A black and white photo from the Exodus of Paris. Several children are pushing a cart laden down with their belongings.

The Exodus of Paris, 82 Years Later

Last month I visited The Liberation of Paris General Leclerc Jean Moulin Museum. Long name, fantastic museum. It was originally located in the 15th arrondissement, and it commemorated the lives of Philippe Leclerc de Hauteclocque and Jean Moulin, leaders of the Free French Forces and the French Resistance, respectfully, during World War II. The museum moved to its current location at Place Denfert-Rochereau in 2019, and was inaugurated on August 25th to mark the 75th anniversary of the liberation of Paris in 1944. It is now located over the former command station of Colonel Rol-Tanguy, the head of the Paris branch of the French Forces of the Interior, and this underground space can be visited as part of the permanent collections of the museum. And you should visit, because this is an incredibly important museum. Especially now.

I must confess that there was a lot to take in at this particular museum. A lot of history to understand. A lot of objects on display. And a lot of stories of the men and women who fought against the Nazis during the occupation of France. Those stories were what captured my attention the most. They were both tragic and heroic, but also heartbreaking in the fact that they exist in the first place. In particular, I spent a lot of time in the room depicting the Exodus of Paris in 1940. It was an event that saw 8 million people across France flee their homes and take to the roads to try and find safety. Two million people fled Paris alone. In just a matter of weeks, a fully modern society became a country of refugees.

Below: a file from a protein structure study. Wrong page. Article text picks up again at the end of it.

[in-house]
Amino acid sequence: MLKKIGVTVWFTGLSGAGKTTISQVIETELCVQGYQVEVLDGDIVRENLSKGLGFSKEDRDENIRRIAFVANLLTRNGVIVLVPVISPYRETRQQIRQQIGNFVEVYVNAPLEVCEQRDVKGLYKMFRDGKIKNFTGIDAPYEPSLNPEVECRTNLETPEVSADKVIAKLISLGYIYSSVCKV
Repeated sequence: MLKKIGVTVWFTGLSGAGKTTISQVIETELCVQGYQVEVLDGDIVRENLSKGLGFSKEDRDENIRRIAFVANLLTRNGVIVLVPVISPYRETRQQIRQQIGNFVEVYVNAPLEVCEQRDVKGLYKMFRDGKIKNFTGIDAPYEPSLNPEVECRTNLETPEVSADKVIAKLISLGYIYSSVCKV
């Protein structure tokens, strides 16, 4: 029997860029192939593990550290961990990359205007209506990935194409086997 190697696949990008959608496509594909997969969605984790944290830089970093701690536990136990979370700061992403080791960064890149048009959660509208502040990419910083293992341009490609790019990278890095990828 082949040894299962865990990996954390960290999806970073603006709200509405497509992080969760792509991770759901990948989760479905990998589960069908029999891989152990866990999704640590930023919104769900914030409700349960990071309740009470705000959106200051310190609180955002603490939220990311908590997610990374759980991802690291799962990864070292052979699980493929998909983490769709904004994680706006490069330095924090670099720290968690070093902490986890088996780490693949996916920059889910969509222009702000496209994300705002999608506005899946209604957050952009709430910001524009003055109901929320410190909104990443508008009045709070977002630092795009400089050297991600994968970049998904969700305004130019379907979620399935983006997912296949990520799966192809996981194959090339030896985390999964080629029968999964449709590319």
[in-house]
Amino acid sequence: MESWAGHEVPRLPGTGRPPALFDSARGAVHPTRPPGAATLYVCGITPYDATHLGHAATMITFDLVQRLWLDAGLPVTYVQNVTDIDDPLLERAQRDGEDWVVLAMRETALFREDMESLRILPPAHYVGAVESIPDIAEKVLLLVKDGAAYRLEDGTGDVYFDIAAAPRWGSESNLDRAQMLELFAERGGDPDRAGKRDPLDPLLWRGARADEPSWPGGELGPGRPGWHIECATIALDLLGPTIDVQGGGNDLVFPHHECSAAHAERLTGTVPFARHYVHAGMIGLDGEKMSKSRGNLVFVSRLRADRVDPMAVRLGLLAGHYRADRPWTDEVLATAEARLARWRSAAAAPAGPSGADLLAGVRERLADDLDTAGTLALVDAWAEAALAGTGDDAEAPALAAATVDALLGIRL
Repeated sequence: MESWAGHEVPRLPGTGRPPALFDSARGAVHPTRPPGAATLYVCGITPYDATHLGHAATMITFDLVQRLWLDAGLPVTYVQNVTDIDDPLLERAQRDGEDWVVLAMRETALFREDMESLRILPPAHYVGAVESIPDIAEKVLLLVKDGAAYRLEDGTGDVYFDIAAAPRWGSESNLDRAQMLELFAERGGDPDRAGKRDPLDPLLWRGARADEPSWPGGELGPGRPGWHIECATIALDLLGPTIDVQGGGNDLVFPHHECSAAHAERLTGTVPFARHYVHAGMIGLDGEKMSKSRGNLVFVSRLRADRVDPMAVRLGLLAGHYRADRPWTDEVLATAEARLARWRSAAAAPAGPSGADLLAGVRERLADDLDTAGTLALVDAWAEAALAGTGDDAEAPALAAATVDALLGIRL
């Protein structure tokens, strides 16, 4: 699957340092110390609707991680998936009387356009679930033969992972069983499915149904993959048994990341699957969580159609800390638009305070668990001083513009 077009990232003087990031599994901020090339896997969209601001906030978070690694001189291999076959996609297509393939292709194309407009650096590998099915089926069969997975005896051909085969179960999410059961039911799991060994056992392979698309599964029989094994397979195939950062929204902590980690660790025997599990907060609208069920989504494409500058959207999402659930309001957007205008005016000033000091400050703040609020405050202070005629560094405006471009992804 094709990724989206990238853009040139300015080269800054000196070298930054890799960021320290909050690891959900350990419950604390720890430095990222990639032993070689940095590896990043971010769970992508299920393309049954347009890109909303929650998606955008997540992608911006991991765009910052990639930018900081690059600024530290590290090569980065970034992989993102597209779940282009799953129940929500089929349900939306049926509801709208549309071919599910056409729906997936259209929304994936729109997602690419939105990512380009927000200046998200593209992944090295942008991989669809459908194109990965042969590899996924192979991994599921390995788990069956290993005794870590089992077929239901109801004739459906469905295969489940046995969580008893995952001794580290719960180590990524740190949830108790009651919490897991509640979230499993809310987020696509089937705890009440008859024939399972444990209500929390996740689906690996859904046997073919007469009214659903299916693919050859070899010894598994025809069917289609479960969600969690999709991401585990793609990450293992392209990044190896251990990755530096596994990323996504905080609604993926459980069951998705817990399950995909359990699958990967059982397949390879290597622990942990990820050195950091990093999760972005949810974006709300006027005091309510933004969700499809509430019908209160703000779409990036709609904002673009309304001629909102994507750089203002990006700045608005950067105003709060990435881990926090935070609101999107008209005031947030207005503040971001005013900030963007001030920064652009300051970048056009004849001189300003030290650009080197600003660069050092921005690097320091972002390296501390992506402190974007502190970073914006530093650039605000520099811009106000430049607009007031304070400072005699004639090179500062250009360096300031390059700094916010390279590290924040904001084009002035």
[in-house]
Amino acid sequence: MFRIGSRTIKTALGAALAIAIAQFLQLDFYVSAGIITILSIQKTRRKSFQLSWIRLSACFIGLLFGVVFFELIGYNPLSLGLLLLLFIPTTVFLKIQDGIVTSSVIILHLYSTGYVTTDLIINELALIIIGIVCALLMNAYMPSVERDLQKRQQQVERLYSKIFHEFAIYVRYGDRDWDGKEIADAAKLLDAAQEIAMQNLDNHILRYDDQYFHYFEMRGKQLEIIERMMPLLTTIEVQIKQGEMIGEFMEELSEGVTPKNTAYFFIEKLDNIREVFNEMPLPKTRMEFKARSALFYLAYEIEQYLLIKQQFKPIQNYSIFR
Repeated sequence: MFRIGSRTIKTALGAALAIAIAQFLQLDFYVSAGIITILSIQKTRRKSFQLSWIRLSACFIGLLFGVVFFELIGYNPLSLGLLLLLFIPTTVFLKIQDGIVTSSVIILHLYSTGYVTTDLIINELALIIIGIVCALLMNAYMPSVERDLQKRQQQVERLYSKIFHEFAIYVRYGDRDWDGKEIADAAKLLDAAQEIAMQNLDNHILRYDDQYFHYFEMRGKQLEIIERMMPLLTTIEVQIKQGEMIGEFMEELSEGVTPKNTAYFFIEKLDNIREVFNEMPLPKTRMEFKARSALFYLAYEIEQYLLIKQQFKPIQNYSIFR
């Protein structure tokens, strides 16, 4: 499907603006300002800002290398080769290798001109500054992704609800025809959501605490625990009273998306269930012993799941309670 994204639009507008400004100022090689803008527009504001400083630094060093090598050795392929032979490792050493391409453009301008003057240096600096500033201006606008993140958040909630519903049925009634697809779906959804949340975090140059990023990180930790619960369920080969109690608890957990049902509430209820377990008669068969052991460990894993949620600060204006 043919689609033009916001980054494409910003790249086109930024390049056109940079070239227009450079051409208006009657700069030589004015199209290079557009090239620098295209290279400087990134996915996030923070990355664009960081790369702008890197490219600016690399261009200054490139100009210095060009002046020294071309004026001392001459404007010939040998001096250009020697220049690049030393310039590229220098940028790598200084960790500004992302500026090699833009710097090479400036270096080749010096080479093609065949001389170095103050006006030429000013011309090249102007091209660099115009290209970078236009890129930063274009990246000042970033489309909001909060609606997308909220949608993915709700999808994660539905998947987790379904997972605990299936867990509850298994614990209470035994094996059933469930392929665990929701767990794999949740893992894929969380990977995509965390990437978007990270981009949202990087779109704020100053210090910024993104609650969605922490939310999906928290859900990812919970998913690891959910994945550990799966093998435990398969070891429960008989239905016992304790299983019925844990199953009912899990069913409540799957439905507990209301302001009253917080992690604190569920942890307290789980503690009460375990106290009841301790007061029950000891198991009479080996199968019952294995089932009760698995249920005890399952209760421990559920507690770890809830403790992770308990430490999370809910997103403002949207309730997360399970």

As I looked at the photos of desperate Parisians, their belongs stacked on carts and wagons, I couldn’t help but think about what I would do in that situation. What would I do if I suddenly had to abandon my home? How would I pack up my life? What would I leave behind? Where would I go when a guarantee of safety doesn’t exist? These are not hypothetical questions. They are questions that people who lived in the same city that I live in had to answer, suddenly and horrifyingly, not that long ago. And as I looked at the photos of people trying to flee Kyiv this past week, all I could think was, “It’s happening again.” Another invasion. Another exodus of people fleeing the whims of a tyrant.

Because unfortunately, the Exodus of Paris was not an isolated incident. Nor was last week’s flight from Kyiv. Far from it. In the 82 years since 1940, hundreds of millions of people around the world have had to abandon their homes and their countries due to war, famine, violence, and/or persecution. No matter how much we study history, all the understanding in the world doesn’t seem to save us from continually repeating it. So here we are again. Europe once again at war. Soldiers and civilians dying because of one man’s fragile ego. I will never not be angry about this.

I often joke that I love French history because it’s like reading a soap opera. And to be fair, that’s not an entirely inaccurate assessment. But the main reason why I love history, any history, is because I want to understand. Why does history happen the way that it does? How do we let things get to the point of war? Because only when we truly understand the Why and the How can we look at the What. As in, what can we do differently next time? What can we do to ensure that we never get to this point again? We clearly have a long way to go on the road to understanding, but I still have hope that we will figure it out one day. I just wish that day was today.


Laura Moore is a professional storyteller who loves history and the many stories that make Paris one of the most fascinating cities in the world. Join one of her signature tours to learn the story of a city.

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